When winter is in its full glory, all the gardener can see of her garden is the skeletal shapes of plants poking up through a blanket of snow. Gardening is out of the question. But reading a good book about gardening written by a garden writer is a pleasurable replacement during the long period between December and February.
A good gardening book can inspire garden designs and plant choices to implement after the great thaw. Some of the best books are still in print and easily ordered through bookshops or found online.
Green Thoughts: A Writer in the Garden
Green Thoughts, A Writer in the Garden, by Eleanor Perenyi, is a book of first-person essays on gardening, based on the author’s own experiences. Readers will learn they should put ash from the fire onto the garden bed for a natural source of potassium, which helps plants become more disease-resistant, as well as strengthen the plants’ root systems.
Perenyi’s essays are very thorough, provocative and easy to read – written with both wit and charm. Since its first printing in 1981, Green Thoughts has become a classic armchair gardening book – to be read and savored.
To Everything There is a Season: The Gardening Year
To Everything There is a Season, the Gardening Year, by Thalassa Cruso, is another book that belongs on every gardener’s book shelf. It is written in first person, and as with Eleanor Perenyi’s Green Thoughts, this too, is filled with helpful essays. The essays are organized by month with related information pertaining to gardening at that time of year. December, for example, includes essays about the waste of discarded Christmas trees, and another essay about holly.
Cruso has written her essays with strong sensitivity toward caring for the natural world. It is full of wise philosophies about gardening as well as offering snippets of her personal journey in gardening and her love of gardens and nature. Published in 1972, To Everything there is a Season, is still an important work for those interested in eco-gardening.
Vita Sackville-West’s Garden Book
Vita Sackville-West’s Garden Book is a small collection of essays put together by her daughter-in-law, Philippa Nicolson in the late 1960s. The essays in the collection were gleaned from Vita Sackville-West’s own books of essays published in the 1950s, including, In Your Garden, In Your Garden Again, More for your Garden, and Even More for your Garden. And these essays were gathered from Sackville-West’s weekly articles in Britain’s Observer magazine, written from 1947 to 1961. Some of the original collections have been reprinted. First editions from the 1950s are rare, collectible and expensive.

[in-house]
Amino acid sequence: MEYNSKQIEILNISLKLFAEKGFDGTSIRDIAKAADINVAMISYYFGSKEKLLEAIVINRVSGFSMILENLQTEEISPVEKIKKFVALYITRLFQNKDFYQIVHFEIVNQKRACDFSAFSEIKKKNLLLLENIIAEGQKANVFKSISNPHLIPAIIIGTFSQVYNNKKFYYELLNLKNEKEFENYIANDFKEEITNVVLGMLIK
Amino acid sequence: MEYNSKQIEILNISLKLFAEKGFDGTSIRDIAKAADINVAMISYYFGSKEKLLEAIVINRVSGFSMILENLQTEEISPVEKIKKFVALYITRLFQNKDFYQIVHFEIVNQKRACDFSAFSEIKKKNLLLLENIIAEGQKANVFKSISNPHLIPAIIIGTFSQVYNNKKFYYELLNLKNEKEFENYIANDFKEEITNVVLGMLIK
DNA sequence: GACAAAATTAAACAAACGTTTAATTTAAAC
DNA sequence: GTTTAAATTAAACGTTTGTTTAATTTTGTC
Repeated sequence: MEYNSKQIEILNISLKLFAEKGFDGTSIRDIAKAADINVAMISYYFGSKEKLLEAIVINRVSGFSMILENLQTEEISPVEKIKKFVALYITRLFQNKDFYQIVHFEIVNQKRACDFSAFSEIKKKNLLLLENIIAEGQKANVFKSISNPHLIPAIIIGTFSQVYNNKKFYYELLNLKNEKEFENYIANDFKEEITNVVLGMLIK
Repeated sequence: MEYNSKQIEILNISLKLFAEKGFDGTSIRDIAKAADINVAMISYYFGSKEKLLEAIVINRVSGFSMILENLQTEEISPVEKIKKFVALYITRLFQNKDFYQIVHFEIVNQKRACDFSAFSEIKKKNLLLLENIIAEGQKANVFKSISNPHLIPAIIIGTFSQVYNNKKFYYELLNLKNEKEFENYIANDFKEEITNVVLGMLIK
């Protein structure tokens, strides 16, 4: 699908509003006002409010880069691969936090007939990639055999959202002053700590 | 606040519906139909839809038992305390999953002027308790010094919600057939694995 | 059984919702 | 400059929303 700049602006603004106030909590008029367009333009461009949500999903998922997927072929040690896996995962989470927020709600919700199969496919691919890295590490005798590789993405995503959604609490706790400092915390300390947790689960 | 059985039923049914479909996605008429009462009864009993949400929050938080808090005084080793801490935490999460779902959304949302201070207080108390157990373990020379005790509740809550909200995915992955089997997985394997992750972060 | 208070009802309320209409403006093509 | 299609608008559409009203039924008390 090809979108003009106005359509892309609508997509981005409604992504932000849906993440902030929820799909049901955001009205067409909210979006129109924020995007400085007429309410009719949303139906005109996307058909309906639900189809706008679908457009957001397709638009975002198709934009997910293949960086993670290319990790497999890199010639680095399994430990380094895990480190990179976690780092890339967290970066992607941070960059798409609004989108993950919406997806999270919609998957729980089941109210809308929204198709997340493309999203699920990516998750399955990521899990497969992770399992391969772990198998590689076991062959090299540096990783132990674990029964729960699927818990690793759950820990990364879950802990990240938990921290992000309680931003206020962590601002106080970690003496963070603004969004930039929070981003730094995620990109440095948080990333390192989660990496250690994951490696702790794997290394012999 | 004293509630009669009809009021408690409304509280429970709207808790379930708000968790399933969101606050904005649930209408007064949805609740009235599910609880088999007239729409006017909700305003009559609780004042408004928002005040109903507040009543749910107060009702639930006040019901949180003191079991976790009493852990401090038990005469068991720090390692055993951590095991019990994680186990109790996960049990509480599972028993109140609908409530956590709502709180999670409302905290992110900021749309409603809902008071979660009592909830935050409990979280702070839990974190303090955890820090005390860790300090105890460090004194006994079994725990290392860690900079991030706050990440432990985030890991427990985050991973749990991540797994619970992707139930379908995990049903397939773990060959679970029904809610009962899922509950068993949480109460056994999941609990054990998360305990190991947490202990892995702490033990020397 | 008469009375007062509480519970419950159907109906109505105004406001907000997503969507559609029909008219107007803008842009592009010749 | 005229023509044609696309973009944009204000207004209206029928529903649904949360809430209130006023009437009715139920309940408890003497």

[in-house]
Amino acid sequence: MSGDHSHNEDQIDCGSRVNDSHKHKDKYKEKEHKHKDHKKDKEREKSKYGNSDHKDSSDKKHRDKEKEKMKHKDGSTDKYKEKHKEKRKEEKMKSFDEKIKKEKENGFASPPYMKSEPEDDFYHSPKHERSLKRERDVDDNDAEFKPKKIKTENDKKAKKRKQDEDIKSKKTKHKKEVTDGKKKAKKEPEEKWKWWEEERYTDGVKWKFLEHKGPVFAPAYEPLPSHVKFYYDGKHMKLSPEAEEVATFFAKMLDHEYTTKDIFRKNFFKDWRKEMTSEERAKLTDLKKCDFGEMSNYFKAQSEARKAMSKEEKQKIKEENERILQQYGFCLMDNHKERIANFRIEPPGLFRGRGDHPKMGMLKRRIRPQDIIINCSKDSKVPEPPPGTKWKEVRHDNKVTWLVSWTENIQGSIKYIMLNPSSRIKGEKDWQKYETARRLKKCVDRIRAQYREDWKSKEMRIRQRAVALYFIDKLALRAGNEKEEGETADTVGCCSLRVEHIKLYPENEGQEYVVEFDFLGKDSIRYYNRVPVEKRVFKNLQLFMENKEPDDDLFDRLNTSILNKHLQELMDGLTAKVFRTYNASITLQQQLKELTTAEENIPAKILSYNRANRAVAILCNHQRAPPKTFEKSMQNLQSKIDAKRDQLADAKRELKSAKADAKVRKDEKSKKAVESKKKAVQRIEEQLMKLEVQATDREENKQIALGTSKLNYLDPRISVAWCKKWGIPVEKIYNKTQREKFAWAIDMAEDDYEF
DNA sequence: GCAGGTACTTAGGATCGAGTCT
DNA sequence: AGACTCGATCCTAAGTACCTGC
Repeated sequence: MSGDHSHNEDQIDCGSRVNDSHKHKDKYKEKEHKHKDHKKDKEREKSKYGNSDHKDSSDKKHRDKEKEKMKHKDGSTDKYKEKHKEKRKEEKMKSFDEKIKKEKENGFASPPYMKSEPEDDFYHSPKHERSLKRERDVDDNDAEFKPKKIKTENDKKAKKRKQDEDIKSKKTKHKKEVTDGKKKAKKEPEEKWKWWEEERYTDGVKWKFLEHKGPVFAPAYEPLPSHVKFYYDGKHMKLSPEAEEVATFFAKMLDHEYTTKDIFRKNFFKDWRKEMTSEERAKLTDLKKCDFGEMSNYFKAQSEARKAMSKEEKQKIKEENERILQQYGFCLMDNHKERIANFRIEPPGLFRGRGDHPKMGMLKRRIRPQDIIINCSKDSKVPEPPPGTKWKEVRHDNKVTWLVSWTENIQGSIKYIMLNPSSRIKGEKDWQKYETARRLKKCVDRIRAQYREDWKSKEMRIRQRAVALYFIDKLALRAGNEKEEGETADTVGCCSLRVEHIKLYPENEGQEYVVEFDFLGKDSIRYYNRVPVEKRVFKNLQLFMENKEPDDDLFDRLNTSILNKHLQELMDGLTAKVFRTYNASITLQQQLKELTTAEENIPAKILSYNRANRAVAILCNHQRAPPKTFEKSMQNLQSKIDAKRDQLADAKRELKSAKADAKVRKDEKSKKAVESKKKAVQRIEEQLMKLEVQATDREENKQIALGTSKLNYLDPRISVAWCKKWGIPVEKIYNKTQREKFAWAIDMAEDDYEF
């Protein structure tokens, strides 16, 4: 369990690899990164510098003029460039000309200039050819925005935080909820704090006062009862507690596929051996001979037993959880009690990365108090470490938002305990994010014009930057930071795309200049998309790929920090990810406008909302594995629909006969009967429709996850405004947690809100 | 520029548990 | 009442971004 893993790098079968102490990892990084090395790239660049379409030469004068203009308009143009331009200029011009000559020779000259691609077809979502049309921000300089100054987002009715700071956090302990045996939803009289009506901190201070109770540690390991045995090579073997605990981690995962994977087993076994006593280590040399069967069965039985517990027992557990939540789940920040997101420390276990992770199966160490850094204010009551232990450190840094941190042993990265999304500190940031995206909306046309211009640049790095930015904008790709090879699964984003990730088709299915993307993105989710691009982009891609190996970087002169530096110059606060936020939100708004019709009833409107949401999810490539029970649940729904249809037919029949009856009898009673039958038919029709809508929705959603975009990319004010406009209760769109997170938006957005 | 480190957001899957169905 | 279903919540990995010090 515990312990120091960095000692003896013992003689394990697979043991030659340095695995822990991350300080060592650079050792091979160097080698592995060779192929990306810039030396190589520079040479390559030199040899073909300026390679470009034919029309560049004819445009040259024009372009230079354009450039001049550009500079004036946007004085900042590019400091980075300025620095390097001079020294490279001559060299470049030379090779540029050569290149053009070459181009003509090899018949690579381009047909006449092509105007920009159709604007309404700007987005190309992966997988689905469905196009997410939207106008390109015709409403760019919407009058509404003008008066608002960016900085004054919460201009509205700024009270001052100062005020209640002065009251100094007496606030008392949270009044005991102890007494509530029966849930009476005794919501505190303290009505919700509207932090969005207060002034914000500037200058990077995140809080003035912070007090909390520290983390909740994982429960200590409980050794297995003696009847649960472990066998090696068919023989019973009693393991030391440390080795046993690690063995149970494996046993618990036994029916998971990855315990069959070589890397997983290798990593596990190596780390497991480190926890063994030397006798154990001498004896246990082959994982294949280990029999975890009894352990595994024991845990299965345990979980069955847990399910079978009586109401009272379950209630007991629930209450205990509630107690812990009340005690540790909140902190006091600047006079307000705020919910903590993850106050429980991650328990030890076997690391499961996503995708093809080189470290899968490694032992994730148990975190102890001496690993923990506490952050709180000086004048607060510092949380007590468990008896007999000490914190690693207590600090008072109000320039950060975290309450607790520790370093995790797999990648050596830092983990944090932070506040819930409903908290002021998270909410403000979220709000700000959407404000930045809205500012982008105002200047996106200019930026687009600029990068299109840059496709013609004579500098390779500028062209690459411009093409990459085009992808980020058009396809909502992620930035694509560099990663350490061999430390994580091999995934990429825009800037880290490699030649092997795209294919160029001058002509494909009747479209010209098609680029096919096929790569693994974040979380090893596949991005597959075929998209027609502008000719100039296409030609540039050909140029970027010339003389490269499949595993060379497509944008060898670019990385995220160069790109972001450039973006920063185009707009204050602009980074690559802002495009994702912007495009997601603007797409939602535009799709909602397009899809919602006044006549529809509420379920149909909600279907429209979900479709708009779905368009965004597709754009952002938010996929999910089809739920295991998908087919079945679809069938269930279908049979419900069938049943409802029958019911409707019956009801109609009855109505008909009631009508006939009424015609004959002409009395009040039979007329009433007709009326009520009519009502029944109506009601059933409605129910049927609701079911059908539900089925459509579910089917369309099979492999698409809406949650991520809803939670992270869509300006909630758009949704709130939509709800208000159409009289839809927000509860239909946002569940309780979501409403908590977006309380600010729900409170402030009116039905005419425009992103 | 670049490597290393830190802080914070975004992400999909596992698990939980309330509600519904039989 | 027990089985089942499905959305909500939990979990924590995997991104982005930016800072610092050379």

Vita Sackville-West, along with her husband, Harold Nicolson were the creators of Sissinghurst, a world famous garden in Kent, England. Vita was a writer first, having had great success with several novels and poetry since the 1920s. It was only when she and her husband moved to Sissinghurst and began creating the gardens there that Vita started to write about gardening. Vita had a brilliant creative mind and offered her ideas readily to her readers every week.
Vita Sackville West’s Garden Book brought together some of those most popular essays and gives the reader a good perspective on English garden style. She writes about her famous white garden, protecting plants against frost, roses, groundcover plants, keeping garden notes, and much more, and she does it with humor and charm.
More Great Gardening Books from Garden Writers
In and Out of the Garden, Sarah Mida, Workman Publishing, 1981
Pot-Pourri from a Surrey Garden, Mrs. C. W. Earle, National Trust Classics, 1988 reprint of the 1897 edition.
The Prickotty Bush, Montagu Don, Macmillan, 1990
Cottage Garden Flowers, Margery Fish, Faber and Faber, 1983
House and Garden’s Gardener’s Day Book, Edited by Ralph Bailey, M. Evans and Co., 1965
The Well-Tempered Garden, Christopher Lloyd, Penguin Books, 1985
Garden Open Today, Beverly Nichols, Jonathan Cape, 1963
Sissinghurst, The Making of a Garden, Anne Scott James, Michael Joseph, 1983
Gardeners are passionate about their gardens. Writers who garden love to write about it. A little armchair gardening will allow gardeners to pass the winter without missing the digging, planting, pruning, watering, weeding and mulching. It will come soon enough.